In the day and age we live in, everyone wants to be first. First to know something no one else knows, first to break a story, first to accomplish a feat, or first to unveil a product. Sometimes, that rush to be first can come with a price tag attached. The Internet is full of examples of reporters who rushed to publish what they thought they knew, only to be proven incorrect down the line. The Internet is also full of instances where an entity was so concerned with being the first to advertise a brand-new item that it jumped the gun in doing so. This is especially true in the sports realm, where we’ve become accustomed to “Get your champions gear and title merchandise now!” ads immediately after the last out, final buzzer, or game-winning score.
So, it stands to reason that at least a few of said advertisements may have leaked out before they were supposed to. That looks really bad when a team hasn’t yet won the title it eventually goes on to claim, but infinitely worse when the franchise in question ends up falling short of its championship goal. No merchandiser wants to be the one mistakenly and prematurely promoting t-shirts and hats for sale that will ultimately end up worn in some Third World country because the team on the front didn’t actually … well … win. Still, it happens.
Here are five examples of advertisements that declared a sports champion too soon.
Kansas City Royals, 2014
The inspiration for this list is a television advertisement that aired in Kansas City not long after the Royals lost Game 5 of the 2014 World Series to fall behind 3-2 in the series. “Congratulations! Your Royals are the 2014 World Series champions!,” the Dick’s Sporting Goods commercial boldly exclaimed. The company encouraged fans to “come in and celebrate their big win.” Why don’t we see how Game 6 (and possibly game 7) goes first, all right, Dick’s?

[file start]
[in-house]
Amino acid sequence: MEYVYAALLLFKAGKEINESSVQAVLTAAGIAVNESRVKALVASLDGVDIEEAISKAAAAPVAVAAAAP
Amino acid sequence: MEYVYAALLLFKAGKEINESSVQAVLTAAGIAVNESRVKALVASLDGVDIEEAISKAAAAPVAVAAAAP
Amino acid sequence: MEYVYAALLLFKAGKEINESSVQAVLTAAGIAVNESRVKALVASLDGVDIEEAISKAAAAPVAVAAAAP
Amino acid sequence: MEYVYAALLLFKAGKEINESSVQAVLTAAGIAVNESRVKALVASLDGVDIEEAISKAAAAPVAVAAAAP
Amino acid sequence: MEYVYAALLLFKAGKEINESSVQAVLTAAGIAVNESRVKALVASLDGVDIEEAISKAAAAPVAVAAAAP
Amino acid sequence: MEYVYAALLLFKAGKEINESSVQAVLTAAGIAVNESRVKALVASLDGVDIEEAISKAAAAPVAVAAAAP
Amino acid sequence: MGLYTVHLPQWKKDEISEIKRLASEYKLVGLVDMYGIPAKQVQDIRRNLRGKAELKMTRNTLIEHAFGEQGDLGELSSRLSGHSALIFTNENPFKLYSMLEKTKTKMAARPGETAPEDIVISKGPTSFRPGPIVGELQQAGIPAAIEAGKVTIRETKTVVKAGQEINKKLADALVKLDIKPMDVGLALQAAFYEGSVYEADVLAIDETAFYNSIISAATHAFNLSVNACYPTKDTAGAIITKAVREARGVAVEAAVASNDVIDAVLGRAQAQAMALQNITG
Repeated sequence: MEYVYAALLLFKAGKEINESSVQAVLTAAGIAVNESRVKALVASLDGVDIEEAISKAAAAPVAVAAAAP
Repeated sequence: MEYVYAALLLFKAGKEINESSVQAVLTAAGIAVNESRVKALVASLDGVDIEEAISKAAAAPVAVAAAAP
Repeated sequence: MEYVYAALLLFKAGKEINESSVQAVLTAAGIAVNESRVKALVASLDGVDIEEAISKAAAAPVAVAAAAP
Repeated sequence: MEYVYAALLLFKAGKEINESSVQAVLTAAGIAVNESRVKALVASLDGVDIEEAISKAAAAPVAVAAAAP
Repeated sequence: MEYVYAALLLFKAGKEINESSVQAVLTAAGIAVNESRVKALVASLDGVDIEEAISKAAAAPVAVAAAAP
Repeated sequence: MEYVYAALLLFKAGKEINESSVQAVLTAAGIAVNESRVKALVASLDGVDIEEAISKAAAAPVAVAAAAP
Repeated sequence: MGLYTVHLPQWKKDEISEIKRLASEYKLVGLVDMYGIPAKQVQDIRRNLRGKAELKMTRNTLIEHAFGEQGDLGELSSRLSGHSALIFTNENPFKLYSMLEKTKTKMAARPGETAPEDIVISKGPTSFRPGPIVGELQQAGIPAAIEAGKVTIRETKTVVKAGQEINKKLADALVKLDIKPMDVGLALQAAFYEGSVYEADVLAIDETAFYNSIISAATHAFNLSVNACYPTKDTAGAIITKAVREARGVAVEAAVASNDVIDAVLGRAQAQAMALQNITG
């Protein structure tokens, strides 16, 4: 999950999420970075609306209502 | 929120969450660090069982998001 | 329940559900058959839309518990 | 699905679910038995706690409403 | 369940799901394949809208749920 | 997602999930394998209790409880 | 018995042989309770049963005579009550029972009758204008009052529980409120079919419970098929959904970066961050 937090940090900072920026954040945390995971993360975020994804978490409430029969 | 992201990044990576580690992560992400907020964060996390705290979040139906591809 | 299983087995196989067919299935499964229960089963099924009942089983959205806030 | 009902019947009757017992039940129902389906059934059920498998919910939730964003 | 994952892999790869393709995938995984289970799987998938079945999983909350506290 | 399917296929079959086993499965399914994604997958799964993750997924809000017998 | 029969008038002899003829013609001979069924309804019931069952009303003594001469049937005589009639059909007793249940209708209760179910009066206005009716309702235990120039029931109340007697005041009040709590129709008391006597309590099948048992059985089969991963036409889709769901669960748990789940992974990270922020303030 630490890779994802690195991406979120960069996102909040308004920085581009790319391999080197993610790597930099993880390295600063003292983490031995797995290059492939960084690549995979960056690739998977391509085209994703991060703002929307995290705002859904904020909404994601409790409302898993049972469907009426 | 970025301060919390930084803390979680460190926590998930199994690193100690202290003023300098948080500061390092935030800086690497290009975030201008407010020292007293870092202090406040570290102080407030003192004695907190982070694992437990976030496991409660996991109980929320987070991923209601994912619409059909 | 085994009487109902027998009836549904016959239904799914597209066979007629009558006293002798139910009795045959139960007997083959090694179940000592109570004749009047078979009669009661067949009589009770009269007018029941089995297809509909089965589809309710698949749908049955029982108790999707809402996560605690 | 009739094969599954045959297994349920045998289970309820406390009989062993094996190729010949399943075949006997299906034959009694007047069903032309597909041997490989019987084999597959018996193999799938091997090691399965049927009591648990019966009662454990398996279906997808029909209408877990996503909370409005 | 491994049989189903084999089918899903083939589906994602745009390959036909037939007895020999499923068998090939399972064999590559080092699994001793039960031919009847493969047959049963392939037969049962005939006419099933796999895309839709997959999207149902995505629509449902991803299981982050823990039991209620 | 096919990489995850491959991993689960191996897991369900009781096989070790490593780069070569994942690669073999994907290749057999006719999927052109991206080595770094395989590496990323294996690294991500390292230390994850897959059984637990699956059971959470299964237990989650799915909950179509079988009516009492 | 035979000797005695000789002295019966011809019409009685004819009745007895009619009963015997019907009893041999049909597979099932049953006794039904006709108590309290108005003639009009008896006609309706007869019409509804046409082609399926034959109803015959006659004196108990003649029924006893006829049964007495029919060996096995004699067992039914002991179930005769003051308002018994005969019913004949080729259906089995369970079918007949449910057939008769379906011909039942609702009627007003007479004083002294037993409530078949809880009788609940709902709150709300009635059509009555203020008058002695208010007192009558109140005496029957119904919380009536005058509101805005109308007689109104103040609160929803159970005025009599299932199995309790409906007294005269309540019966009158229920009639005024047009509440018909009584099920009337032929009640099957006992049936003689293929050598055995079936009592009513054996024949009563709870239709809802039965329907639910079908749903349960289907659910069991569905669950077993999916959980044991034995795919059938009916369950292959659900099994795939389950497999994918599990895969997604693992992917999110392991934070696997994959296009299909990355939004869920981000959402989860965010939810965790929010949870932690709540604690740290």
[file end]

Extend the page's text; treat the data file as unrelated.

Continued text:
Los Angeles Kings, 2012
The L.A. Kings led the 2012 Stanley Cup Final three games to none with a chance to close out New Jersey at home in Game 4. However, the Kings lost that night and didn’t finish the series off until Game 6. Don’t tell the 99 Cents Only store that ran a pair of advertisements in the Los Angeles Times after game 4 congratulating the hometown team on a sweep that didn’t happen. The worst part is that one of the ads jokingly told fans they would be able to buy Game 7 tickets for 99 cents each. Let’s just say it’s a good thing L.A. finally put the series away in six games.
New York Giants, 2012
In February 2012, the New York Giants’ official team website accidentally displayed a splash entry page proclaiming, ‘The Giants are Super Bowl champions!” This would have been more effective if it hadn’t gone live the day before the Super Bowl. Still, maybe the team’s digital staff knew something we didn’t: The underdog Giants went on to beat New England 21-17 on a last-minute touchdown.
Miami Heat, 2011
Macy’s published an ad in the Miami Herald in 2011 congratulating the Heat on winning that year’s NBA title. The only problem: While the series had, in fact, just ended, Miami had actually lost to the Dallas Mavericks in six games. The most embarrassing component of this gaffe: The ad ran on the same page as a story about the Mavs’ series win. It would help if the newspaper staff read its own page 11D headline before programming that day’s page 11D ads, right?
Philadelphia Phillies, 2009
The defending champion Phillies lost the 2009 World Series in six games to the New York Yankees, a devastating defeat that came only days after the Philadelphia Inquirer printed an ad congratulating the local ball club on winning back-to-back championships. The ad promoted championship merchandise on sale at — wait for it — Macy’s. We’re willing to go on record and say that the department store chain needs to give up on this whole “programming end-of-series messages ahead of time” thing if they haven’t already, since the Macy’s jinx seems to be alive and strong.